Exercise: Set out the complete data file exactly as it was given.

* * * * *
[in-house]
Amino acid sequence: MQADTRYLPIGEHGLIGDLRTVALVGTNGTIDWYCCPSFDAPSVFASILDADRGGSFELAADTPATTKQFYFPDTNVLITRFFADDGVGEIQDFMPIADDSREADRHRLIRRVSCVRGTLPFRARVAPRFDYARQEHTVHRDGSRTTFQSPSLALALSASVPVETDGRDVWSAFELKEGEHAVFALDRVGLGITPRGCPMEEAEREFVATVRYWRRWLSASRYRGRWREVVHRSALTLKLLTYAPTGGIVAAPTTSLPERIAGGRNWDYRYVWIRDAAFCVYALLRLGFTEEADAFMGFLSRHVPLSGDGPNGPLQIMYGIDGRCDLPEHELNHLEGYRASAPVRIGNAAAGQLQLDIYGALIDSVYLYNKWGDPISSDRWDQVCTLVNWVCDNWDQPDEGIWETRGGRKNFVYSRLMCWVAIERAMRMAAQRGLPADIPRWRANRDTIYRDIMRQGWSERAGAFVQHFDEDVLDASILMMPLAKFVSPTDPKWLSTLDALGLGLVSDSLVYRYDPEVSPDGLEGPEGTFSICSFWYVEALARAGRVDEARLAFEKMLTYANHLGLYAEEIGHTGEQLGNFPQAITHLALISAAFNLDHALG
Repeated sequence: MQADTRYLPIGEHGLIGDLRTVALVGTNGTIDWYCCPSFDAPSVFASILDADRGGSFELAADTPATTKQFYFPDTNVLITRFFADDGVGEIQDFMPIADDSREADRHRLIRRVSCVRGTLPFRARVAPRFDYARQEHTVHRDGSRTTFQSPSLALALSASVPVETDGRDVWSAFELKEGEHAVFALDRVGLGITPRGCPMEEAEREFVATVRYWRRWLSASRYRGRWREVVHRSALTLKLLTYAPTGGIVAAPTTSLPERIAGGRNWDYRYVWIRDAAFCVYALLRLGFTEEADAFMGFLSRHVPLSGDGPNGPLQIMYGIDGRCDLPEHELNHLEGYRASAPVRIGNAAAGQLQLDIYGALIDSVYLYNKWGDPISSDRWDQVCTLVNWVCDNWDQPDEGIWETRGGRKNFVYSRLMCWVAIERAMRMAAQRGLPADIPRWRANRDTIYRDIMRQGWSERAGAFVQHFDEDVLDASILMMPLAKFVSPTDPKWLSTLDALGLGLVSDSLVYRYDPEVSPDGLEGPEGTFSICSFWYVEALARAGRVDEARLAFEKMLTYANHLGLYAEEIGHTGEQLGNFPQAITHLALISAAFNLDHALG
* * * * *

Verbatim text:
[in-house]
Amino acid sequence: MQADTRYLPIGEHGLIGDLRTVALVGTNGTIDWYCCPSFDAPSVFASILDADRGGSFELAADTPATTKQFYFPDTNVLITRFFADDGVGEIQDFMPIADDSREADRHRLIRRVSCVRGTLPFRARVAPRFDYARQEHTVHRDGSRTTFQSPSLALALSASVPVETDGRDVWSAFELKEGEHAVFALDRVGLGITPRGCPMEEAEREFVATVRYWRRWLSASRYRGRWREVVHRSALTLKLLTYAPTGGIVAAPTTSLPERIAGGRNWDYRYVWIRDAAFCVYALLRLGFTEEADAFMGFLSRHVPLSGDGPNGPLQIMYGIDGRCDLPEHELNHLEGYRASAPVRIGNAAAGQLQLDIYGALIDSVYLYNKWGDPISSDRWDQVCTLVNWVCDNWDQPDEGIWETRGGRKNFVYSRLMCWVAIERAMRMAAQRGLPADIPRWRANRDTIYRDIMRQGWSERAGAFVQHFDEDVLDASILMMPLAKFVSPTDPKWLSTLDALGLGLVSDSLVYRYDPEVSPDGLEGPEGTFSICSFWYVEALARAGRVDEARLAFEKMLTYANHLGLYAEEIGHTGEQLGNFPQAITHLALISAAFNLDHALG
Repeated sequence: MQADTRYLPIGEHGLIGDLRTVALVGTNGTIDWYCCPSFDAPSVFASILDADRGGSFELAADTPATTKQFYFPDTNVLITRFFADDGVGEIQDFMPIADDSREADRHRLIRRVSCVRGTLPFRARVAPRFDYARQEHTVHRDGSRTTFQSPSLALALSASVPVETDGRDVWSAFELKEGEHAVFALDRVGLGITPRGCPMEEAEREFVATVRYWRRWLSASRYRGRWREVVHRSALTLKLLTYAPTGGIVAAPTTSLPERIAGGRNWDYRYVWIRDAAFCVYALLRLGFTEEADAFMGFLSRHVPLSGDGPNGPLQIMYGIDGRCDLPEHELNHLEGYRASAPVRIGNAAAGQLQLDIYGALIDSVYLYNKWGDPISSDRWDQVCTLVNWVCDNWDQPDEGIWETRGGRKNFVYSRLMCWVAIERAMRMAAQRGLPADIPRWRANRDTIYRDIMRQGWSERAGAFVQHFDEDVLDASILMMPLAKFVSPTDPKWLSTLDALGLGLVSDSLVYRYDPEVSPDGLEGPEGTFSICSFWYVEALARAGRVDEARLAFEKMLTYANHLGLYAEEIGHTGEQLGNFPQAITHLALISAAFNLDHALG